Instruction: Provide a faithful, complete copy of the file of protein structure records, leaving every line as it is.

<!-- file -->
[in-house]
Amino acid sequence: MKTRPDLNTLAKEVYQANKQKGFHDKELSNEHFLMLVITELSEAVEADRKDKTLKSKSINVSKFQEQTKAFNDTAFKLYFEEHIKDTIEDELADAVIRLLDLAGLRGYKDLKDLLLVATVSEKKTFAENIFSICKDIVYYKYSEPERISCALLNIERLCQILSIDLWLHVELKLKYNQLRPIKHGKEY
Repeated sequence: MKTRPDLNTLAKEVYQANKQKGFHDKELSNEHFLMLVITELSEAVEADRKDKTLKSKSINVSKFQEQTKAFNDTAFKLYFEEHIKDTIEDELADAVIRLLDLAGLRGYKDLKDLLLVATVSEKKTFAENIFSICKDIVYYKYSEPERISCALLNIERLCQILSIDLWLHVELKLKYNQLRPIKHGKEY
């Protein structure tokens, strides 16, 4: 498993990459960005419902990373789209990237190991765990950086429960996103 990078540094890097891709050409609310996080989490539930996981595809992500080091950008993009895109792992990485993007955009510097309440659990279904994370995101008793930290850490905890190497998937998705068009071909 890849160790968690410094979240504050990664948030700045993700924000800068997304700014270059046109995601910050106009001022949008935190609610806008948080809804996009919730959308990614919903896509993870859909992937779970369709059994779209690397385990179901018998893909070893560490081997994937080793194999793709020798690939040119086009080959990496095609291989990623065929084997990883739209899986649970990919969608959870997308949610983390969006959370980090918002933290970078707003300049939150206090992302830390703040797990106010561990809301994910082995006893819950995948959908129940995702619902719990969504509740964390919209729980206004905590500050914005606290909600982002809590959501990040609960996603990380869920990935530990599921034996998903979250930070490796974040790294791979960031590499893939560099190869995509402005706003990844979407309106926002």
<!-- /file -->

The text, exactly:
[in-house]
Amino acid sequence: MKTRPDLNTLAKEVYQANKQKGFHDKELSNEHFLMLVITELSEAVEADRKDKTLKSKSINVSKFQEQTKAFNDTAFKLYFEEHIKDTIEDELADAVIRLLDLAGLRGYKDLKDLLLVATVSEKKTFAENIFSICKDIVYYKYSEPERISCALLNIERLCQILSIDLWLHVELKLKYNQLRPIKHGKEY
Repeated sequence: MKTRPDLNTLAKEVYQANKQKGFHDKELSNEHFLMLVITELSEAVEADRKDKTLKSKSINVSKFQEQTKAFNDTAFKLYFEEHIKDTIEDELADAVIRLLDLAGLRGYKDLKDLLLVATVSEKKTFAENIFSICKDIVYYKYSEPERISCALLNIERLCQILSIDLWLHVELKLKYNQLRPIKHGKEY
């Protein structure tokens, strides 16, 4: 498993990459960005419902990373789209990237190991765990950086429960996103 990078540094890097891709050409609310996080989490539930996981595809992500080091950008993009895109792992990485993007955009510097309440659990279904994370995101008793930290850490905890190497998937998705068009071909 890849160790968690410094979240504050990664948030700045993700924000800068997304700014270059046109995601910050106009001022949008935190609610806008948080809804996009919730959308990614919903896509993870859909992937779970369709059994779209690397385990179901018998893909070893560490081997994937080793194999793709020798690939040119086009080959990496095609291989990623065929084997990883739209899986649970990919969608959870997308949610983390969006959370980090918002933290970078707003300049939150206090992302830390703040797990106010561990809301994910082995006893819950995948959908129940995702619902719990969504509740964390919209729980206004905590500050914005606290909600982002809590959501990040609960996603990380869920990935530990599921034996998903979250930070490796974040790294791979960031590499893939560099190869995509402005706003990844979407309106926002």